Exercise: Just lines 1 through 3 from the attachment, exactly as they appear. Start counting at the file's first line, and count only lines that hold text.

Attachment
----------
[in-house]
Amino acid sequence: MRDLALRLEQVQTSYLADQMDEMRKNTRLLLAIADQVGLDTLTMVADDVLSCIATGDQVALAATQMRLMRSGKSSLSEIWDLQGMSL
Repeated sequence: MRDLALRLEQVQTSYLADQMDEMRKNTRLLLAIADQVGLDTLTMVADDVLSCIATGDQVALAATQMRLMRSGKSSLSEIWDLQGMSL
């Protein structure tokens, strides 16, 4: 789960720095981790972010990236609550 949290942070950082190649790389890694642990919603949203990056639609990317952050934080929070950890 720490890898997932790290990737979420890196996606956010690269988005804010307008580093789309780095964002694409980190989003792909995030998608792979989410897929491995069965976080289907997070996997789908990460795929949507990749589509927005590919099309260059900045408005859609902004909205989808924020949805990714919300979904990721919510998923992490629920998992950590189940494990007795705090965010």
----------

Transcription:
[in-house]
Amino acid sequence: MRDLALRLEQVQTSYLADQMDEMRKNTRLLLAIADQVGLDTLTMVADDVLSCIATGDQVALAATQMRLMRSGKSSLSEIWDLQGMSL
Repeated sequence: MRDLALRLEQVQTSYLADQMDEMRKNTRLLLAIADQVGLDTLTMVADDVLSCIATGDQVALAATQMRLMRSGKSSLSEIWDLQGMSL